Design: March 2010 Archives

A column in PC World on the launch of nVidia’s Next-Generation Ion (or Ion2 as a lot of people call it) decries the way that the graphics processor (GPU) company has backed away from Ion being a ‘platform’ into just being an additional chip for Intel’s own Atom chipset. There isn’t a whole lot that nVidia can do about that. Welcome to the land of disappearing sockets.

While people speculate on why Intel and TSMC have so far failed to get anyone into production with an Atom system-on-chip (SoC), the one company with a real reason for licensing the processor core finds its latest creation dangling off the end of a PCI Express bus provided by Intel’s Pine Trail chipset.

When Intel launched the first generation of Atom, it was a tiny sliver of silicon that relied entirely on other chips to control a PC. Although you pretty much had to buy the Atom with its support chips from Intel, nVidia encouraged PC makers to dispense with the standard chipset and replace it with the Ion and its built-in graphics.

With Pine Trail, Intel decided to move its own GPU and main memory controller into the Atom processor itself and sell a smaller peripheral controller ‘South Bridge’ device, leaving nVidia with far less scope to have an influence on what an Atom-based PC would look like inside.

Steve Teig pictured in front of several Tabula die-plotsI think the only sane advice I could give anyone on whether to start up a programmable-logic company today is: “I wouldn’t start from here if I were you.”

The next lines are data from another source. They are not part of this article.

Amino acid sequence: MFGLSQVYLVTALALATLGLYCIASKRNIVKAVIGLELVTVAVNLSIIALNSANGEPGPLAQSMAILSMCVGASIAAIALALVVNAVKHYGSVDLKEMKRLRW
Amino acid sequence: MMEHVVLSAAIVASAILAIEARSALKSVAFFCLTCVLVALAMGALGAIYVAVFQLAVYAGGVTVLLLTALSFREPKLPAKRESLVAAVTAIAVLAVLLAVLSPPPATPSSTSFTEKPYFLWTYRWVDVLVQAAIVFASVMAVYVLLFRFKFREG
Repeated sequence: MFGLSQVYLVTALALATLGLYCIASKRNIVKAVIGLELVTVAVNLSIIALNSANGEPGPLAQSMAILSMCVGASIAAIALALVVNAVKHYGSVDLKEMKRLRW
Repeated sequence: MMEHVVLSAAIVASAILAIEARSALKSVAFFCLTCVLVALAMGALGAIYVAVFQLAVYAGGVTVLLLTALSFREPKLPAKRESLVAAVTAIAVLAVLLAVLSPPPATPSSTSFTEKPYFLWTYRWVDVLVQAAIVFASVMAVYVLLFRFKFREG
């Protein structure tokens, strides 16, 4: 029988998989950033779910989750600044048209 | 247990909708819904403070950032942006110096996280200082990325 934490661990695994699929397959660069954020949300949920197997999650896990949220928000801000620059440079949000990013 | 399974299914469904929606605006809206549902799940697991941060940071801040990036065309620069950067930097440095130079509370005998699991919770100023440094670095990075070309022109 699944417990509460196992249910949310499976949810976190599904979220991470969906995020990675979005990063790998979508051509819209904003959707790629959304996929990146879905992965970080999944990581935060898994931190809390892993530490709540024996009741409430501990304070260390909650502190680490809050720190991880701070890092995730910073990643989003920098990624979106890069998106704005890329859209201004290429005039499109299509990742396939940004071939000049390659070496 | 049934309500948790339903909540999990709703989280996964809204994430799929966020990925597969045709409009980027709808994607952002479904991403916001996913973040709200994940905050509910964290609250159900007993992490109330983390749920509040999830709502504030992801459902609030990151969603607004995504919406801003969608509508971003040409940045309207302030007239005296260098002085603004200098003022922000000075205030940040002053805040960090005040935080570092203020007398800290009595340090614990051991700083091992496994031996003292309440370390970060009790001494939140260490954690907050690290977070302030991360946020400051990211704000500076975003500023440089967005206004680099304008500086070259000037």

Perhaps the best response is to come up with what is, at first glance, the most insane architecture I’ve ever seen. Even its creator concedes that your best bet is not to think to what’s going inside because it gets too hard to conceptualise. Even the tools that build the design on Tabula’s architecture don’t deal directly with what happens inside the device.

Tabula is president and CTO Steve Teig’s fifth startup. Two were in electronic design automation (EDA) — the most recent being Simplex Solutions, which sold to Cadence Design Systems — and two in biotechnology. Even he spent a while, after leaving Cadence in 2003, wondering whether starting an FPGA company was a wise move considering the trail of dead companies that has formed in the wake of Xilinx’ and Altera’s dominance of the market since the early 1990s.

The company’s CEO, Dennis Segers, was responsible for the Virtex architecture at Xilinx — the company’s top-selling family of FPGAs — and was the man venture capitalists hauled in whenever they had a potential investment in an FPGA startup to make. And those VCs have not been short of choice in the past decade. Neither have they done very well out of it. Segers didn’t rate any of them.